Saturday, August 12, 2006

U.N. Security Council Unanimously Backs Cease Fire And MultiNational Force In Lebanon

The American-French resolution unanimously adopted in the U.N. Security Council to stop the fighting between Israel and Hezbollah is commendable, and, if implemented, will probably mean the Israeli decision to go to war July 12 was the correct one.

If Lebanon and Israel ratify the cease-fire call in the next couple of days, as widely expected, and an international peacekeeping force and the Lebanese Army are successful in ridding South Lebanon of Hezbollah and creating a buffer zone, the most essential war aims of the Israelis will have been satisfied.

Those were to get Hezbollah and its thousands of rockets away from the Israeli border and curb to the largest extent possible the Iranian and Syrian influence through Hezbollah in Lebanon.

The Israeli Army could have gone further into Lebanon than it did, but it was perhaps wise of the Olmert government to rein in the Army, hold Israeli casualties down, and wait for diplomacy to work.

(Late dispatches today say the Israelis are in fact charging forward, trying to seize as much territory as they can get before the cease fire takes effect. This is not really surprising, since the more the Israelis can rub Hezbollah noses in the dirt, the less likely they are to want to fight some more in the future. This is just like American forces in the War of 1812. They won their greatest victory over Britain in the Battle of New Orleans, which took place after peace had been declared).

The total casualties of the Israelis, considering the goals attained, were not terribly high. Casualties in Lebanon were higher. Perhaps the Lebanese will now have gotten the point that allowing their country to be taken over by Hezbollah, Iran and Syria to pursue their goal of exterminating the state of Israel was a very foolish thing to do, because the Israelis are not willing to go down without fighting, as they have just proved once again.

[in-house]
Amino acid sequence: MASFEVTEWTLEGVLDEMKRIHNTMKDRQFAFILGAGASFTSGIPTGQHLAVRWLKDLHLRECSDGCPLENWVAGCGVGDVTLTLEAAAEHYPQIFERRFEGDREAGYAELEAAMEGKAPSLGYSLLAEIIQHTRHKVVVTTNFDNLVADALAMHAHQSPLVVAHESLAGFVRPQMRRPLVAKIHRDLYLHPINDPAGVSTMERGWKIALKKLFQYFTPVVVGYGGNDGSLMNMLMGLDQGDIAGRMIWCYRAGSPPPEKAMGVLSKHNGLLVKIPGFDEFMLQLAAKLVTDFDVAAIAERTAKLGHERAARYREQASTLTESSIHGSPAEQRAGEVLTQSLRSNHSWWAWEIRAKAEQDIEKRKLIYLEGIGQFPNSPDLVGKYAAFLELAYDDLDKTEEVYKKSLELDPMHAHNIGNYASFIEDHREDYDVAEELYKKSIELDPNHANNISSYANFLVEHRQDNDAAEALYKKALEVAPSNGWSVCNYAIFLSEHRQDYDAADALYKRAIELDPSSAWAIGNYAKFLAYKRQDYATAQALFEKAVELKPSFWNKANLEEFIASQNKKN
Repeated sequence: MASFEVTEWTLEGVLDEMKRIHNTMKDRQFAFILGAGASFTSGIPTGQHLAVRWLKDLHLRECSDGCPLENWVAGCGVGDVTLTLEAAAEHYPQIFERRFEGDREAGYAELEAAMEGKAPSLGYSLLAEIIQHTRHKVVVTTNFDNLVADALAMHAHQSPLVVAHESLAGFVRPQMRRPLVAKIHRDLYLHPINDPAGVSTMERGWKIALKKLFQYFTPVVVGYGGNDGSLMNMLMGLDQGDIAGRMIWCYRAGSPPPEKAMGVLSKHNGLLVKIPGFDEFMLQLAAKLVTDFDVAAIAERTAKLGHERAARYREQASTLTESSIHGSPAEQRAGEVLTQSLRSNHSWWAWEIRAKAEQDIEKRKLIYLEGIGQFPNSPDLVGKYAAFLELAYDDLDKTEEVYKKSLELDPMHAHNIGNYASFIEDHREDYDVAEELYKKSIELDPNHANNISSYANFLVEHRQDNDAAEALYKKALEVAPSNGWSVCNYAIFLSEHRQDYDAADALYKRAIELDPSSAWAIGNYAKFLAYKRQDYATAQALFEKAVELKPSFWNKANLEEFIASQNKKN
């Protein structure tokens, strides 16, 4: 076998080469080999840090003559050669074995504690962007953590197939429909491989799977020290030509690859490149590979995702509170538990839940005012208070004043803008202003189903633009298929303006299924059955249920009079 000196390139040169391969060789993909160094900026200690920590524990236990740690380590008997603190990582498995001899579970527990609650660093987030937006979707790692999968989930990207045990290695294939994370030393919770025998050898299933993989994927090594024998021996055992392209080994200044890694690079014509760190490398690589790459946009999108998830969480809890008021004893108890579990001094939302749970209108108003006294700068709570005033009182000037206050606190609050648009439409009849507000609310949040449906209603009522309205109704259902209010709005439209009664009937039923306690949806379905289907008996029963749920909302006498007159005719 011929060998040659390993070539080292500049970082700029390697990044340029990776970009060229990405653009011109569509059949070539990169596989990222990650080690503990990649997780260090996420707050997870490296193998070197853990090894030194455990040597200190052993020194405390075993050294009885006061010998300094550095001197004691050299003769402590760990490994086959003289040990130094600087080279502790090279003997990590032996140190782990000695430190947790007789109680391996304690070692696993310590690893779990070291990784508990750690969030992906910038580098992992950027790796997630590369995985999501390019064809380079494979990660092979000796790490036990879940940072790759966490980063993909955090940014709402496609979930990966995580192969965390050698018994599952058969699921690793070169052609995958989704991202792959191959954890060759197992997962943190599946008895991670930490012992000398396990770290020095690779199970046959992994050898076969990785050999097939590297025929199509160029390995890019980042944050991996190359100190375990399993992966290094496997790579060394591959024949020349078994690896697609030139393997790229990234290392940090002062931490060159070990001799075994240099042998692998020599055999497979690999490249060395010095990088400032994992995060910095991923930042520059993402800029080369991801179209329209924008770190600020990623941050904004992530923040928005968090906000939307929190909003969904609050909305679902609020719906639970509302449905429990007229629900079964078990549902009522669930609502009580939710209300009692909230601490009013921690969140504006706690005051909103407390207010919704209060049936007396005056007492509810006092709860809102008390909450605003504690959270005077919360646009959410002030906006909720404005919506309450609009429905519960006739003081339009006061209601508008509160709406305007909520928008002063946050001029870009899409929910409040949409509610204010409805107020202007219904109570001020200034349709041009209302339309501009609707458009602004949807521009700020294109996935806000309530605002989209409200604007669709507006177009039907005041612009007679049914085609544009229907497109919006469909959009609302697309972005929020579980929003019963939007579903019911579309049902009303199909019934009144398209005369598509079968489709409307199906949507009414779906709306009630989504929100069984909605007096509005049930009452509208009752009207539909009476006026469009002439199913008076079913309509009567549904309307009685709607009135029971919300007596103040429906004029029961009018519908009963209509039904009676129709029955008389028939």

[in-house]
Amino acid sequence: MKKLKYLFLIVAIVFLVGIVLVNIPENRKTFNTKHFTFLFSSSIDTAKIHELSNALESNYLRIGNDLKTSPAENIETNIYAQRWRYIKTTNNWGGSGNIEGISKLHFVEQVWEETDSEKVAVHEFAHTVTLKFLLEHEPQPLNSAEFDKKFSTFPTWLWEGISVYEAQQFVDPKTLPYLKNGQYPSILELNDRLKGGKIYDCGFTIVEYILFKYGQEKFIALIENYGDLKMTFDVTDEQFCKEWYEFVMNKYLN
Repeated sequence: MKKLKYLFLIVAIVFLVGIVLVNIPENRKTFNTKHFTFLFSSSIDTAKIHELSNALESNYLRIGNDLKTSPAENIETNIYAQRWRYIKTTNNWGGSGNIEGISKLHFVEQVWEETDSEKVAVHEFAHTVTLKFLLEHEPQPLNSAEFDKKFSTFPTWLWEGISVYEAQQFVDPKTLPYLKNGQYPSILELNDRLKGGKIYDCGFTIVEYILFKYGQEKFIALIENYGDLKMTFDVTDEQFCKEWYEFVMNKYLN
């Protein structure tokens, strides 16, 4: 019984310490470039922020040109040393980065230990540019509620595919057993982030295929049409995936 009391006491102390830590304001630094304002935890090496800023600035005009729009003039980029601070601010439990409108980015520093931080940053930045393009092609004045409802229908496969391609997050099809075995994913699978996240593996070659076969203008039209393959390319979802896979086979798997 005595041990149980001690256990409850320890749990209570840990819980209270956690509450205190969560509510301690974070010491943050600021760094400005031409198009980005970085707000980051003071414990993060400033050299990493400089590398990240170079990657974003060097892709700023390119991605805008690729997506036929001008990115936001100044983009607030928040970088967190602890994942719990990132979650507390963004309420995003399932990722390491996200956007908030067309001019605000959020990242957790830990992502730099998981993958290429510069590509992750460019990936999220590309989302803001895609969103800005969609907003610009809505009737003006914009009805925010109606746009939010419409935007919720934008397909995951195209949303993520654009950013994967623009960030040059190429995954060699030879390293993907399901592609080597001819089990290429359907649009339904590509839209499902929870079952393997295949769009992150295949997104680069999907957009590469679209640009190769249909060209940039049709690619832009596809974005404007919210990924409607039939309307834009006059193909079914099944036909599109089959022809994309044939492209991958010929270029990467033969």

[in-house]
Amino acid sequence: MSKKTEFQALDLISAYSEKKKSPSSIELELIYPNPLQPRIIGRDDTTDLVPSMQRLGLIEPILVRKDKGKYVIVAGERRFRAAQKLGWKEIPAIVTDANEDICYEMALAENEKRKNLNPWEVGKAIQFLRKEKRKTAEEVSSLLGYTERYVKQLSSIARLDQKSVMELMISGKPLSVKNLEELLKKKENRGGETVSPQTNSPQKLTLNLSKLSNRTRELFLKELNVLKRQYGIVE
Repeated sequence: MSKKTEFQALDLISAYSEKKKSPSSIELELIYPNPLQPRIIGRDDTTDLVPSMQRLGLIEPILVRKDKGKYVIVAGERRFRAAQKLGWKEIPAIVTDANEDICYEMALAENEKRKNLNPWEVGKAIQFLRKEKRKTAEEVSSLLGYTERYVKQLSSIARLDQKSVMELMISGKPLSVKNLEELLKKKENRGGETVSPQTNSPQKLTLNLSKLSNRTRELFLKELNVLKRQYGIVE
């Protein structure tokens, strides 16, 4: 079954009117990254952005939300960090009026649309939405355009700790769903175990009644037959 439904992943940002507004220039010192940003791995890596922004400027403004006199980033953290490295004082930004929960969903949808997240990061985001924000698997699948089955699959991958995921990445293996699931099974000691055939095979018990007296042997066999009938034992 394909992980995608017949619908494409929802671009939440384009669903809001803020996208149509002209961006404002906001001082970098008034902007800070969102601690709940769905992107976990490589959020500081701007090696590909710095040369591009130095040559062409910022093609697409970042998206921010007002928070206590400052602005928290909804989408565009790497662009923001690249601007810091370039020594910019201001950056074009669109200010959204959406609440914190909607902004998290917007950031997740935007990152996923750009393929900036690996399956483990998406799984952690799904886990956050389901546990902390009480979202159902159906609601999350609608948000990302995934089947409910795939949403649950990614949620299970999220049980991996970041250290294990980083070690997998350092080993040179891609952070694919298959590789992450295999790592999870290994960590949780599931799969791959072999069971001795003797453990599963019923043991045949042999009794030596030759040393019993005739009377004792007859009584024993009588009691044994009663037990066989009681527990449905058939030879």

I'm disappointed that the Syrian regime of the thugish dictator, Bashir Assad, was not also dealt a direct and fatal blow in the war, but you can't have everything. Assad is smart enough and cowardly enough to steer clear of direct involvement in fighting Israel. He just wants to assist the Hezbollah aggressors without running too many risks himself. The Israeli government was probably wise in deciding to let him go for now. The Israeli-Syrian border has been quiet since the 1973 war, and that much is to the good.

The Bush and Blair administrations in the United States and Britain were instrumental in opposing an immediate cease fire until the Israelis had a chance to take Hezbollah down a peg. It is very fashionable in some quarters to make fun of George W. Bush and Tony Blair, but they are tough, they are steadfast, and, though they have made some mistakes in Iraq particularly, they are not easily defeated. The Olmert government was quick to offer its thanks to Mr. Bush, and this gratitude was proper and well-expressed.

The United Nations now has the task of putting together a peacekeeping force that is tougher and more effective than others in the past. But with the French, who know Lebanon well, and other countries' forces on the ground, backed by logistic support from the U.S. and Britain, the chance of a success may not be negligible. If Hezbollah tries terror tactics to take down the force, as it did American and French forces that sought to intervene in Lebanon in 1983, the world reaction this time might be more forceful. Publicly-spirited New Zealand early today was one of the first countries to commit its forces to the peacekeeping force.

It may be wise, if they are willing, to include some Russian forces in the peacekeeping force. After all, both Russia and China supported the Security Council resolution, and neither country has any love for Middle Eastern terrorists.

We can hope, as New York Times foreign columnist Tom Friedman suggested this week, that the Lebanese people will not be anxious to incur Israeli wrath again by submitting to terrorist opportunism.

These have been a difficult past few weeks. However, due primarily to the fighting character of Israel, and the good faith of President Bush, it looks like it will come out all right. Let's hope we can do as well in the next few months in Iraq.


An apology: I wish to apologize for earlier criticisms of CNN anchor Anderson Cooper. Just the day after I wrote that he was avoiding the battlefield, Cooper went to Israel and for weeks broadcast nightly from parts of Northern Israel subject to Hezbollah rocket fire. He proved his mettle in covering the war, and I was wrong about him.


An anonymous comment on a recent blog, says, at the end: "And please join the Republican party. That's really what you are."
Just so it's clear, I have been a Republican most of my life and am today.


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